For me that is a central task that we have implemented in this past year. I am thinking of several Balkan countries, for which we eliminated the visa requirements. We are working on steps towards liberalizing the visa policy for Russia and Ukraine. Especially business travellers profit from our increased issuing of multi-year visas and other simplified procedures. We have introduced cashless payments of fees and are working on other improvements towards a more customer-friendly visa procedure.

I still clearly remember a meeting that happened when I had just assumed the office of Federal Foreign Minister. I was on my first trip to the Gulf States and had a private discussion with the representative of a country that I will not mention now. He told me of a family member, addressed as Royal Highness. He told me of the odyssey undertaken in the desperate quest to visit business partners of many years in German for a meeting. He told me of the very important question asked as to whether this member of the family, a Royal Highness, had sufficient funds to guarantee that the German tax-payer would definitely not have to fund the return trip. For this family member I can assure you the only question was whether to take a commercial flight or one or two planes of his own. And that, ladies and gentlemen, I must say belongs in the past. We are missing out on business opportunities if we close up and isolate ourselves. We should rather open up and be happy when investments are made here.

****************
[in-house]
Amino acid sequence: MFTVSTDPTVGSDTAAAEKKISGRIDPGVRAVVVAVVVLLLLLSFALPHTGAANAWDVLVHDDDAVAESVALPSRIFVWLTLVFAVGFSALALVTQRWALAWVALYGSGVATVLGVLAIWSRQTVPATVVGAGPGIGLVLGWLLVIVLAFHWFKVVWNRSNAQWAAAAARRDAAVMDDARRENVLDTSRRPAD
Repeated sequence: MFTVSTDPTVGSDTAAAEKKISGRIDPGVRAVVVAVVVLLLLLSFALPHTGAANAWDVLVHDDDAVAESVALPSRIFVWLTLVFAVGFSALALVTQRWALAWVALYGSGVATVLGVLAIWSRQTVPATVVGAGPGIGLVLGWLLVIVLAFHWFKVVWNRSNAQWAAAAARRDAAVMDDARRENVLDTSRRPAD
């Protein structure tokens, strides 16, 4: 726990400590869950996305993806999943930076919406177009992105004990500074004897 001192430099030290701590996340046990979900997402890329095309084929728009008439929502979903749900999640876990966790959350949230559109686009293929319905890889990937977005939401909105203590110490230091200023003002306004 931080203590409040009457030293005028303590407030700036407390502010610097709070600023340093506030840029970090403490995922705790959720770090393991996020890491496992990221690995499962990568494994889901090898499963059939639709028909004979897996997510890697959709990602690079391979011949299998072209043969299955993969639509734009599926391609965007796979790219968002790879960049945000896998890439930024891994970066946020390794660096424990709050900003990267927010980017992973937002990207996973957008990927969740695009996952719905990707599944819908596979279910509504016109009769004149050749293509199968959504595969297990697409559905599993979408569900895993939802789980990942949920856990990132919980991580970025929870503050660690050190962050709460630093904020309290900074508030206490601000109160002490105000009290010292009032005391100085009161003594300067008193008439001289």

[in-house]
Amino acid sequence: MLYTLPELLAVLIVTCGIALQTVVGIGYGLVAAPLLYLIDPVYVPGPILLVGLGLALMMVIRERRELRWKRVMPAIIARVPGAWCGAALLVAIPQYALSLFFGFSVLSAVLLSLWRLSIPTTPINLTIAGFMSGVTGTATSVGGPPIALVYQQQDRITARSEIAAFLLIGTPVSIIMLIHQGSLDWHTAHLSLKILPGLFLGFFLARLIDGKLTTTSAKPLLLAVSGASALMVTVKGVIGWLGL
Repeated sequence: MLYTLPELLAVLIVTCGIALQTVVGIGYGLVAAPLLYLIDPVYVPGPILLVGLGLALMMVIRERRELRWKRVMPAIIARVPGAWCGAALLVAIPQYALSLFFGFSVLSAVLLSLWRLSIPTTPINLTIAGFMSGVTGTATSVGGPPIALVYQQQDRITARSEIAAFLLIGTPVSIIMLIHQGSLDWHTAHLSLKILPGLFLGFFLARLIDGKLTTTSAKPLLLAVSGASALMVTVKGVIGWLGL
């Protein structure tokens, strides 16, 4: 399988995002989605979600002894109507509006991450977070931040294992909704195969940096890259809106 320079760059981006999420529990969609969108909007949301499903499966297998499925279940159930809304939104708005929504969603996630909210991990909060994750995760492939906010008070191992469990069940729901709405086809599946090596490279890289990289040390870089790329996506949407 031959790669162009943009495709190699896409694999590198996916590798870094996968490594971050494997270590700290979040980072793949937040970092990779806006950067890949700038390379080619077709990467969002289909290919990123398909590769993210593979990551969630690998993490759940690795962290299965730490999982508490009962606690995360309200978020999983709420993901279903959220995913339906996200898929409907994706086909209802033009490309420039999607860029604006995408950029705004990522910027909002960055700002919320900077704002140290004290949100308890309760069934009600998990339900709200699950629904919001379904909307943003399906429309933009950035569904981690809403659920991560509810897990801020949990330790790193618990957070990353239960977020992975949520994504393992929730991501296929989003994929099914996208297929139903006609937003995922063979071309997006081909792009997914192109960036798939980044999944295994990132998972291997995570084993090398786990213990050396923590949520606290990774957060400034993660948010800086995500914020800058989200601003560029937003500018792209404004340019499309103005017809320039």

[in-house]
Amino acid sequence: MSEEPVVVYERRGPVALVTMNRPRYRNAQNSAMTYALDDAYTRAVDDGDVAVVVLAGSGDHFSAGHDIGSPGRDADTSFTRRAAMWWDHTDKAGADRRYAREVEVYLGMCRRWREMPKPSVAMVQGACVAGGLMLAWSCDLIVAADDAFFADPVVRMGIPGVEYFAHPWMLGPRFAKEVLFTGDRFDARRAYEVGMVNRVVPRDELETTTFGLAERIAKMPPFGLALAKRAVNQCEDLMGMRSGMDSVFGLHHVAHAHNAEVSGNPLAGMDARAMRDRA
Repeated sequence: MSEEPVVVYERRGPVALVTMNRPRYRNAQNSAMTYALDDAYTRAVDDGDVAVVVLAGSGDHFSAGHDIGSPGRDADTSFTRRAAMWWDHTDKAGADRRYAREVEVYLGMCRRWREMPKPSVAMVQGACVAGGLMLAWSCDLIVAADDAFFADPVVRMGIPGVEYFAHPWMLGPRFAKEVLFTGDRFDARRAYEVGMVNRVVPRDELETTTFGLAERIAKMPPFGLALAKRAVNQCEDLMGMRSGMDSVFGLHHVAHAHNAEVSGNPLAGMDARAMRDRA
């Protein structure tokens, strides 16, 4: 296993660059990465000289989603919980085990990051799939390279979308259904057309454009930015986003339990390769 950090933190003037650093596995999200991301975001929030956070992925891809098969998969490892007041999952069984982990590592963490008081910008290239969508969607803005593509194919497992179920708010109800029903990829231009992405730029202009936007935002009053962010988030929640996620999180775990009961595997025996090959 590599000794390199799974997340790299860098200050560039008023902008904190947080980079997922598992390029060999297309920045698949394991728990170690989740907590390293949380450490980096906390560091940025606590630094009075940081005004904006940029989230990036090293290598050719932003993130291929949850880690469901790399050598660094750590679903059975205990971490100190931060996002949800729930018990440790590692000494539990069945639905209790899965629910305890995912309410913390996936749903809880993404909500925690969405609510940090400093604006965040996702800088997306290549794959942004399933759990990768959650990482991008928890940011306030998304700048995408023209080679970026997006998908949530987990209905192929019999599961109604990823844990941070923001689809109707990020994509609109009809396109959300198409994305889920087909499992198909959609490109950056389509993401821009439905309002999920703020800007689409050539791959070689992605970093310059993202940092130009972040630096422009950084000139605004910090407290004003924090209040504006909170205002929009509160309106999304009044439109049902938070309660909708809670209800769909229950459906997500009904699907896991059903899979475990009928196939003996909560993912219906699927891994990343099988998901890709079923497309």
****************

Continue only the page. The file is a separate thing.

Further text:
Because Germany depends on international ties, we must see the world as it is and not as it was. And that is my last point, ladies and gentlemen, before I make my closing remarks.

It used to be that the emerging economies were dependent on economic trends in the industrialized countries. Today, economic tendencies in the industrialized countries depend on the dynamics of the emerging economies. That is not a world turned up-side down. That is our world. That is the world we live in, even if we do not really like it yet.

This especially holds true for Asia, which has been developing dynamically for years. The development of our foreign trade profits much from growing markets in this region of the world. That German companies are successful in Asia and particularly in China is demonstrated by a company like Siemens.

These changes can also be felt in the booming, pulsating megacities of the societies seeking to make progress. Everyone is talking about the BRICS countries. Brazil, Russia, India, China, South Africa.

But a number countries have started to emerge that also lay claim to having a spot in the top league soon. Whoever thinks that that is impossible should recall where China stood a little more that 30 years ago after the decision by the Communist Party to open up in 1979.